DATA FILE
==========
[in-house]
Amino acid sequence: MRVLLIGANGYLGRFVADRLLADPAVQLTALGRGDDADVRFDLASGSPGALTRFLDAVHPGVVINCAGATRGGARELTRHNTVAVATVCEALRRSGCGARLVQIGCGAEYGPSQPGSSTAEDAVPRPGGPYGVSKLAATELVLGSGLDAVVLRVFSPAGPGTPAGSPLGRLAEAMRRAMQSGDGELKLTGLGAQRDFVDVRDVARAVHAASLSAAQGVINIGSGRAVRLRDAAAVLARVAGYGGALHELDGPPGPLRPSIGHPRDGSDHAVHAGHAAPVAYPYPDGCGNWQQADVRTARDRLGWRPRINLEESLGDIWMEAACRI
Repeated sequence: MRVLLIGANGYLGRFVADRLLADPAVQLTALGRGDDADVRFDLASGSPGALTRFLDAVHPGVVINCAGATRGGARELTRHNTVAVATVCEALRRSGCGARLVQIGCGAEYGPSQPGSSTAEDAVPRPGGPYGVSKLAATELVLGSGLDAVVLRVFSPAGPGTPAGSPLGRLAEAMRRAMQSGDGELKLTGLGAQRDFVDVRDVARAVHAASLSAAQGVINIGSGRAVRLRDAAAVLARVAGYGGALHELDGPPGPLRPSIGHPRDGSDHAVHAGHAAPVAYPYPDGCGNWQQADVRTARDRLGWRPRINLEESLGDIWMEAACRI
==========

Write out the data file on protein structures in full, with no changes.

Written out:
[in-house]
Amino acid sequence: MRVLLIGANGYLGRFVADRLLADPAVQLTALGRGDDADVRFDLASGSPGALTRFLDAVHPGVVINCAGATRGGARELTRHNTVAVATVCEALRRSGCGARLVQIGCGAEYGPSQPGSSTAEDAVPRPGGPYGVSKLAATELVLGSGLDAVVLRVFSPAGPGTPAGSPLGRLAEAMRRAMQSGDGELKLTGLGAQRDFVDVRDVARAVHAASLSAAQGVINIGSGRAVRLRDAAAVLARVAGYGGALHELDGPPGPLRPSIGHPRDGSDHAVHAGHAAPVAYPYPDGCGNWQQADVRTARDRLGWRPRINLEESLGDIWMEAACRI
Repeated sequence: MRVLLIGANGYLGRFVADRLLADPAVQLTALGRGDDADVRFDLASGSPGALTRFLDAVHPGVVINCAGATRGGARELTRHNTVAVATVCEALRRSGCGARLVQIGCGAEYGPSQPGSSTAEDAVPRPGGPYGVSKLAATELVLGSGLDAVVLRVFSPAGPGTPAGSPLGRLAEAMRRAMQSGDGELKLTGLGAQRDFVDVRDVARAVHAASLSAAQGVINIGSGRAVRLRDAAAVLARVAGYGGALHELDGPPGPLRPSIGHPRDGSDHAVHAGHAAPVAYPYPDGCGNWQQADVRTARDRLGWRPRINLEESLGDIWMEAACRI